Investor Discussion Series: Alex Ledoux of Ledoux Ventures

I recently caught up with eCommerce angel investor Alex Ledoux of Ledoux Ventures.  Alex is a serial entrepreneur and investor who has invested in Shop Succulents and Inventors Launchpad.

What do you look for when investing?

I look for smaller consumer goods and eCommerce companies doing $1-$4M revenue, preferably in fragmented industries.  I’m not a fan of pre-revenue companies.  It has to be a business that I can bring my skills, such as internet marketing and business development, to bear and accelerate the company’s growth.  I’m especially interested in companies that do poor or little marketing that I can step in with and rapidly scale businesses.

I aim to take a large minority stake and look for founder’s who are hustlers and willing to learn and improve.  Unlike a more traditional technology focused angel investment I generally look to grow and sell my investment within a 2 to 5 year timeline.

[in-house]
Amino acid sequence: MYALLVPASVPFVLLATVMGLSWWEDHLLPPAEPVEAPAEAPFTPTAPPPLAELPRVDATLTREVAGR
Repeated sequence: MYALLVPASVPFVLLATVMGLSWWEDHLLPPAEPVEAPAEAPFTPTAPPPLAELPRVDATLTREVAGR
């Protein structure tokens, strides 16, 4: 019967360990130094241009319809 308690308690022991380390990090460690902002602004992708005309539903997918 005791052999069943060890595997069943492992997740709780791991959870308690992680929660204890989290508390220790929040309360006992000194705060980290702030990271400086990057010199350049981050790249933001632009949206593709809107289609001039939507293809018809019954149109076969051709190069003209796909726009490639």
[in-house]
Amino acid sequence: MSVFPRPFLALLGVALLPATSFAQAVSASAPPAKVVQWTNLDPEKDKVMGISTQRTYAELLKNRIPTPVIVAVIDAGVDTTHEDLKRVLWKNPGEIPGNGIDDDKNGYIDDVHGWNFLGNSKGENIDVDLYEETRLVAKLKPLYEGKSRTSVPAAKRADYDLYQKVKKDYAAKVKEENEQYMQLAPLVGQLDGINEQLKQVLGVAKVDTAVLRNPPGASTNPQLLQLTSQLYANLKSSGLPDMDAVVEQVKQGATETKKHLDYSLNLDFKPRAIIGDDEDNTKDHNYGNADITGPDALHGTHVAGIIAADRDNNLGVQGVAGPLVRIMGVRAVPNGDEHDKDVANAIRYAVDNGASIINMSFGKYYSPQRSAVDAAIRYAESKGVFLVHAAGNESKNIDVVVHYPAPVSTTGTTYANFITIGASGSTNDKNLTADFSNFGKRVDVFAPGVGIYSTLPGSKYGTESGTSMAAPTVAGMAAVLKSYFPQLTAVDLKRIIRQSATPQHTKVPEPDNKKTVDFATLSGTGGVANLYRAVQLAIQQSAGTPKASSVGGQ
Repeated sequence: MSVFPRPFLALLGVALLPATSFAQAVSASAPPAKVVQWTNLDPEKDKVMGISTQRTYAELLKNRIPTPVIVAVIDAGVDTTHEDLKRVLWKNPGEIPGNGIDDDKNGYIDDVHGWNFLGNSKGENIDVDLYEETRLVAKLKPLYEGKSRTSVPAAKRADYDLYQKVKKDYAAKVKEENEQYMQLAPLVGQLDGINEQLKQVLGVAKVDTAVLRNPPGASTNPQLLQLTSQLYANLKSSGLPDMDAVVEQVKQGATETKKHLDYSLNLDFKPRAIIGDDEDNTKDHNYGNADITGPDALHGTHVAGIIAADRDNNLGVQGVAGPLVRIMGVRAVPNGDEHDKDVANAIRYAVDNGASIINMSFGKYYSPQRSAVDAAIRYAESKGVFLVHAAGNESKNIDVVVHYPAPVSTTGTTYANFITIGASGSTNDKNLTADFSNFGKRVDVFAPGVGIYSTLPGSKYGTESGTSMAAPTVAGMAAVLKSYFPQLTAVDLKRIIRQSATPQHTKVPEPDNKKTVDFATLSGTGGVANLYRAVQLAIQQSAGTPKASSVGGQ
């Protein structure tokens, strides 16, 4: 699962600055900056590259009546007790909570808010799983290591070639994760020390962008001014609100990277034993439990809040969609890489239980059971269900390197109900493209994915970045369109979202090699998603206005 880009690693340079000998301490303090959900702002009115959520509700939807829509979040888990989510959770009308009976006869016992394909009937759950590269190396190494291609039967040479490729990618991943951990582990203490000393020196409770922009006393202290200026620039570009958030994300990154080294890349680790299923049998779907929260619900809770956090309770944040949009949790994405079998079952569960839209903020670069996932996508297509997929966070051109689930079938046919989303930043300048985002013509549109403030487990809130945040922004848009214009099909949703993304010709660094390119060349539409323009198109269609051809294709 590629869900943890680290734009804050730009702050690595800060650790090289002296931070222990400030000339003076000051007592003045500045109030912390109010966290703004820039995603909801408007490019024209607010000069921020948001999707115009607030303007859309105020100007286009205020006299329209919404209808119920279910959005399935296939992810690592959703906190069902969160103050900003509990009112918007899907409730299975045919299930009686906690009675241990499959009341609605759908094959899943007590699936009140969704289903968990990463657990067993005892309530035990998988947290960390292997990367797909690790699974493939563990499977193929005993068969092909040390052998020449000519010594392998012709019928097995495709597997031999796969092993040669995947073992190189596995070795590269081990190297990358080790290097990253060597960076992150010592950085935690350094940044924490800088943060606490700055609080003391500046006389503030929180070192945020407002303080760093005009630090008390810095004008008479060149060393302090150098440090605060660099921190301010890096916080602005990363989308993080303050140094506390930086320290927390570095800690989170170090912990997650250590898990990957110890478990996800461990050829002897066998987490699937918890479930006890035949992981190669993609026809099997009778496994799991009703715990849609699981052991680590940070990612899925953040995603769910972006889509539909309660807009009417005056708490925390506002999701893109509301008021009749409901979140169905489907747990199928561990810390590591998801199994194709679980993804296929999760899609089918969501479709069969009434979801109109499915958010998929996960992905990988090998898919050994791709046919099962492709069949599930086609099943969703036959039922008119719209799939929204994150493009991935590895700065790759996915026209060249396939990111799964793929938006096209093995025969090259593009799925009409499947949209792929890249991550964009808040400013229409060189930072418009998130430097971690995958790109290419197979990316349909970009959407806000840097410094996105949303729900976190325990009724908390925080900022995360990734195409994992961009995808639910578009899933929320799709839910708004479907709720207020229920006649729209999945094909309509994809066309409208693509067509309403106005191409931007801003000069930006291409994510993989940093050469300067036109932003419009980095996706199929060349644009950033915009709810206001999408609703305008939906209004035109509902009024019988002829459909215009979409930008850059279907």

In terms of vertical I’m more opportunity driven than having a specific thesis I look to invest around.

As primarily an eCommerce investor what are your thoughts on Amazon?

Dynastic companies have been built in the past and will continue to be built.  Don’t be afraid of Amazon.  The companies I look at build a brand outside of Amazon but they don’t ignore it.  I’m fine with investing in companies that do a large amount of revenue from Amazon even though the problem there is you don’t own or have access to your customer data.  Amazon ideally should just be another channel but not your business’s core.  

In general, Amazon is slow to catch onto consumer trends so you can usually get ahead of them, at least for a couple of years.